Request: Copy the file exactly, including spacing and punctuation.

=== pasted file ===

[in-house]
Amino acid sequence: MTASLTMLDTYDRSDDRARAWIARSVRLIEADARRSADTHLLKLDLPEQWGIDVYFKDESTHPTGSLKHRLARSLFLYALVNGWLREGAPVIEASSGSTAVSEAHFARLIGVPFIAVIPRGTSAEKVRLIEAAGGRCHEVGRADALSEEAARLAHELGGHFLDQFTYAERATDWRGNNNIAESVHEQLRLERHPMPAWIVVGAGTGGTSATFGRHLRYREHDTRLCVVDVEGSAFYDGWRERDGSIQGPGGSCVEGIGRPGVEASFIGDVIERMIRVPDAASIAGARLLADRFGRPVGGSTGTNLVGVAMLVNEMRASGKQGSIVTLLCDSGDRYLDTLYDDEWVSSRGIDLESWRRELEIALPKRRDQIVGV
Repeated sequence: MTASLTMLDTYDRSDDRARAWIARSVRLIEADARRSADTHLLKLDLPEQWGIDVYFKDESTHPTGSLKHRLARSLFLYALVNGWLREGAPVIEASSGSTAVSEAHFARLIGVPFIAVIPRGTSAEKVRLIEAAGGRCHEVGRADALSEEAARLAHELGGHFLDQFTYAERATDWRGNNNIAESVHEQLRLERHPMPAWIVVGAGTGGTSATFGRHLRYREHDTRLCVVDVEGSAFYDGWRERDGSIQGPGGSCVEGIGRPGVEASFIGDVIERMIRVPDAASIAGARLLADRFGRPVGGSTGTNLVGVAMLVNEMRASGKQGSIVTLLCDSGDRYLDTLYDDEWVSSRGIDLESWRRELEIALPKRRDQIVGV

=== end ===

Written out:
[in-house]
Amino acid sequence: MTASLTMLDTYDRSDDRARAWIARSVRLIEADARRSADTHLLKLDLPEQWGIDVYFKDESTHPTGSLKHRLARSLFLYALVNGWLREGAPVIEASSGSTAVSEAHFARLIGVPFIAVIPRGTSAEKVRLIEAAGGRCHEVGRADALSEEAARLAHELGGHFLDQFTYAERATDWRGNNNIAESVHEQLRLERHPMPAWIVVGAGTGGTSATFGRHLRYREHDTRLCVVDVEGSAFYDGWRERDGSIQGPGGSCVEGIGRPGVEASFIGDVIERMIRVPDAASIAGARLLADRFGRPVGGSTGTNLVGVAMLVNEMRASGKQGSIVTLLCDSGDRYLDTLYDDEWVSSRGIDLESWRRELEIALPKRRDQIVGV
Repeated sequence: MTASLTMLDTYDRSDDRARAWIARSVRLIEADARRSADTHLLKLDLPEQWGIDVYFKDESTHPTGSLKHRLARSLFLYALVNGWLREGAPVIEASSGSTAVSEAHFARLIGVPFIAVIPRGTSAEKVRLIEAAGGRCHEVGRADALSEEAARLAHELGGHFLDQFTYAERATDWRGNNNIAESVHEQLRLERHPMPAWIVVGAGTGGTSATFGRHLRYREHDTRLCVVDVEGSAFYDGWRERDGSIQGPGGSCVEGIGRPGVEASFIGDVIERMIRVPDAASIAGARLLADRFGRPVGGSTGTNLVGVAMLVNEMRASGKQGSIVTLLCDSGDRYLDTLYDDEWVSSRGIDLESWRRELEIALPKRRDQIVGV